Looking back over the history of science fiction cinema, it’s fascinating to note just how long it took aliens to invade the big screen. HG Wells’ The War Of The Worlds popularised the alien invasion subgenre in 1897, but it would be more than 50 years before an adaptation made it to the big screen.
Before the 1950s, sci-fi cinema was dominated by mad scientists and monsters on the rampage, from James Whale’s 1931 classic Frankenstein to Ernest B. Schoedsack’s brilliantly odd Dr. Cyclops (1940), in which a mad professor shrinks a group of explorers using radiation.
It took the post-war paranoia of the Cold War to usher in a golden age of sci-fi, and with it, a rash of alien invasion movies. These invasions came in many forms, and the nature of alien visitations changed notably as the 50s wore on.
In The Man From Planet X (1951), a bargain basement picture set in Scotland but shot in California, its extraterrestrial visitor is a peaceful one, only becoming violent when an evil scientist attacks him.
Robert Wise’s better known The Day The Earth Stood Still, released a few months later, has a similar scenario. Michael Rennie’s benevolent alien, Klaatu, comes to Earth to issue a dire warning about its inhabitants’ aggressive nature.
1953’s It Came From Outer Space introduced an initially sinister breed of alien, who kidnap the inhabitants of a small Arizona town and replace them with emotionless duplicates, a sci-fi trope that would appear repeatedly in 50s sci-fi cinema. It later transpires that the aliens are harmless, and merely need time to repair their broken down ship, and after returning the kidnapped inhabitants to their loved ones, the creatures make their dramatic exit.
Later that same year, the big screen adaptation of The War Of The Worlds finally arrived courtesy of director Byron Haskin, and its aliens were anything but benevolent or friendly. Crashing to Earth in what appear to be meteorites, the Martians emerge in vast, eerily-designed war machines, and immediately begin obliterating everything they see.
The epic sweep of Wells’ novel made the cut, but his sly allegory didn’t. Originally written as a cutting indictment of the British Empire’s inhumane foreign policy, The War Of The Worlds became a straight ‘us versus them’ war movie in the hands of Hollywood, and ends on a clanging note of religiosity that would have, no doubt, irritated the original novel’s rationalist author.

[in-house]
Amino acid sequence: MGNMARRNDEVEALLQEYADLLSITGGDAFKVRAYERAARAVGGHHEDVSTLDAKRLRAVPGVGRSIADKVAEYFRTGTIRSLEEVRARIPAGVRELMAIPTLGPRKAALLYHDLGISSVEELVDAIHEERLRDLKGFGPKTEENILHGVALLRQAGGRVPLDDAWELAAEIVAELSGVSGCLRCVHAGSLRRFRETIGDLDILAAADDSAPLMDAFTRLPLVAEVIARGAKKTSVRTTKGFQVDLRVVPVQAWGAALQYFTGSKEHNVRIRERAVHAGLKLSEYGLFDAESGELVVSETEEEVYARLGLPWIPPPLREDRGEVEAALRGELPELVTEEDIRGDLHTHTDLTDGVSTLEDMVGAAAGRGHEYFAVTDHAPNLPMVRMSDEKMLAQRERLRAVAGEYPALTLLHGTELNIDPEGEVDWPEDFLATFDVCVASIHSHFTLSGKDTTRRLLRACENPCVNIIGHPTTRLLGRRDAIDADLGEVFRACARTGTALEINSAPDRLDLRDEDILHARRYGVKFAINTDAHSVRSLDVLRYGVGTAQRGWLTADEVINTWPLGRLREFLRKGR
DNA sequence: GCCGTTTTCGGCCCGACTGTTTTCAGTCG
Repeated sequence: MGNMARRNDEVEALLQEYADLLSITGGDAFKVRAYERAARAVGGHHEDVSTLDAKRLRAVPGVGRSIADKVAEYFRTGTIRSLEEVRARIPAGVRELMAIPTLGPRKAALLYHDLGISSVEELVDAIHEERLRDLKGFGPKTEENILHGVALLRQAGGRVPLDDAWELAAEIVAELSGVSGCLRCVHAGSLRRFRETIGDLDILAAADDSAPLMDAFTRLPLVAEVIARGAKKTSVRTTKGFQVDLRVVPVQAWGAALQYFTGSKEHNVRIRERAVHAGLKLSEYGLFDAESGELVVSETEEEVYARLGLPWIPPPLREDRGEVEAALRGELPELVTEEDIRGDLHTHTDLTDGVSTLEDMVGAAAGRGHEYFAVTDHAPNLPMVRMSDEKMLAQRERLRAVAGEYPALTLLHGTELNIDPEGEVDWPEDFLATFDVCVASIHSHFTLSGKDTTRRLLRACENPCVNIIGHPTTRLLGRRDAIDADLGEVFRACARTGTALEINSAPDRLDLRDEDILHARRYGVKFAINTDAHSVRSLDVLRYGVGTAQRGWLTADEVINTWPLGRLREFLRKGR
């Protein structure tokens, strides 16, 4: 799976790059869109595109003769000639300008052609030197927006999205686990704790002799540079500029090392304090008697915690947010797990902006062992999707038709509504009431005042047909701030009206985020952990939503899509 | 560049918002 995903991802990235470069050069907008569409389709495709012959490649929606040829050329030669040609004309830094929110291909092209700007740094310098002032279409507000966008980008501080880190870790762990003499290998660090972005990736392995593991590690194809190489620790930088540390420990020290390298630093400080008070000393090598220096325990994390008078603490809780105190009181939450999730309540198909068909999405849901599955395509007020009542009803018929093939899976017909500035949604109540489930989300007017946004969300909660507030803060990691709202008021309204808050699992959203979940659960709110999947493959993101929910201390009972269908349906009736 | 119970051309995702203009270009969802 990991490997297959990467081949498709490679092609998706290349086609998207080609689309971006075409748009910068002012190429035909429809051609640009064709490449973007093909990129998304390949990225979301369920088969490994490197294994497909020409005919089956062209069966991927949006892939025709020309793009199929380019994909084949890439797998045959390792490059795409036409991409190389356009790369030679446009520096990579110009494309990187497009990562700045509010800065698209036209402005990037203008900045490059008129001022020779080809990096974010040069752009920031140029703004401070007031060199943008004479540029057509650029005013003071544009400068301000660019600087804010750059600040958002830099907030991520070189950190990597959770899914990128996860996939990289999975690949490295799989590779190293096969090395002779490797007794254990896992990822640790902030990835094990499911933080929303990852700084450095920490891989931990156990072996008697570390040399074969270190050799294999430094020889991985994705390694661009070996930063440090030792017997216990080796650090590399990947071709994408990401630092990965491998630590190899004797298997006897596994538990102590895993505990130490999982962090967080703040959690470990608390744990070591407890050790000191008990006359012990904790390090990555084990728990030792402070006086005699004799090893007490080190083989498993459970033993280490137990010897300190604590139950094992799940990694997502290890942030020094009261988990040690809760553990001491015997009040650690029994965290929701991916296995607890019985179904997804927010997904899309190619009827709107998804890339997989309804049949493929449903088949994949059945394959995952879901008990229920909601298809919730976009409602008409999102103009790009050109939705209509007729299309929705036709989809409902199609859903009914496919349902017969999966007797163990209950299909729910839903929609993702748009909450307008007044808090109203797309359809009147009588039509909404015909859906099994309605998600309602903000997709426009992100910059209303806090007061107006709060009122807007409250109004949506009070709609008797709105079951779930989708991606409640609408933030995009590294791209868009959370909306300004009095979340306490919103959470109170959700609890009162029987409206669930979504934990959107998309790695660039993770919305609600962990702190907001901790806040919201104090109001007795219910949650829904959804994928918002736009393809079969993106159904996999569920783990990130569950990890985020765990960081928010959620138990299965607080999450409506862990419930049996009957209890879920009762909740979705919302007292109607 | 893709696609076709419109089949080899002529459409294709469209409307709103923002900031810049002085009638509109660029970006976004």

Nevertheless, Haskin’s adaptation, produced by George Pal, is an effective one, and its visual effects are startling, considering the technical limitations of the era.
The varying tone of these early 50s movies, with their alien visitors alternately friendly or malevolent, were inextricably bound up with the mood of the time. The Second World War had ended with the horrifying image of the nuclear bomb, and the Cold War era had begun.
As anti-communist sentiment grew in late 40s America, led by Senator Joseph McCarthy, reports began to flood in of strange, disc-like lights in the sky. The fear of invasion and destruction, both physical and psychic, was apparently everywhere.
Suddenly, the threat of aliens introduced by HG Wells back in the Victorian era had a greater sense of immediacy than ever before, and the possible outcomes of such an invasion were played out in science fiction films throughout the decade.
In Earth Versus The Flying Saucers (1956), aliens seek to overwhelm our planet with shock and awe, destroying several famous landmarks in the process.
Invasion Of The Body Snatchers, released the same year, suggests an alien threat that is silent and insidious. Initially dismissing their claims as mere paranoia, a small town doctor (Kevin McCarthy) realises his patients are gradually being replaced by emotionless Pod People. It’s a nightmarish, brilliantly directed film that taps into the era’s preoccupation with a loss of identity, and is inarguably one of the best science fiction movies of the decade.